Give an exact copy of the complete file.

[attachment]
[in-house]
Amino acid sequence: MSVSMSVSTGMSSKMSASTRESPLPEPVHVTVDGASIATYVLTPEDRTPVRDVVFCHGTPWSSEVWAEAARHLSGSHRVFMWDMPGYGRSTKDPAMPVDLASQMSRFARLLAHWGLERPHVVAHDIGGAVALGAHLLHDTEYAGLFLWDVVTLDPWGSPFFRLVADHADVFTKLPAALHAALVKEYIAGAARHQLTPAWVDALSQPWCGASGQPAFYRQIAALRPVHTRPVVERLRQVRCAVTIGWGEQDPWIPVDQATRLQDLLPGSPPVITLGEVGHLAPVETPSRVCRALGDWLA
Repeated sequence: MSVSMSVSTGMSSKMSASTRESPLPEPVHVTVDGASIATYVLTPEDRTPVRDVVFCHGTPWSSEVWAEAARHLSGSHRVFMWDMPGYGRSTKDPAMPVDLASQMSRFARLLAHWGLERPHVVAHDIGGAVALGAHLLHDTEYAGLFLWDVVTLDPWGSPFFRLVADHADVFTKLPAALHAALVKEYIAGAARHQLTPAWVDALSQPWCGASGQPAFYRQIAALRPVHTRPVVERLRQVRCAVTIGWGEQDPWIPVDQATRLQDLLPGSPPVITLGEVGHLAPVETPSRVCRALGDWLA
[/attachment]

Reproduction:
[in-house]
Amino acid sequence: MSVSMSVSTGMSSKMSASTRESPLPEPVHVTVDGASIATYVLTPEDRTPVRDVVFCHGTPWSSEVWAEAARHLSGSHRVFMWDMPGYGRSTKDPAMPVDLASQMSRFARLLAHWGLERPHVVAHDIGGAVALGAHLLHDTEYAGLFLWDVVTLDPWGSPFFRLVADHADVFTKLPAALHAALVKEYIAGAARHQLTPAWVDALSQPWCGASGQPAFYRQIAALRPVHTRPVVERLRQVRCAVTIGWGEQDPWIPVDQATRLQDLLPGSPPVITLGEVGHLAPVETPSRVCRALGDWLA
Repeated sequence: MSVSMSVSTGMSSKMSASTRESPLPEPVHVTVDGASIATYVLTPEDRTPVRDVVFCHGTPWSSEVWAEAARHLSGSHRVFMWDMPGYGRSTKDPAMPVDLASQMSRFARLLAHWGLERPHVVAHDIGGAVALGAHLLHDTEYAGLFLWDVVTLDPWGSPFFRLVADHADVFTKLPAALHAALVKEYIAGAARHQLTPAWVDALSQPWCGASGQPAFYRQIAALRPVHTRPVVERLRQVRCAVTIGWGEQDPWIPVDQATRLQDLLPGSPPVITLGEVGHLAPVETPSRVCRALGDWLA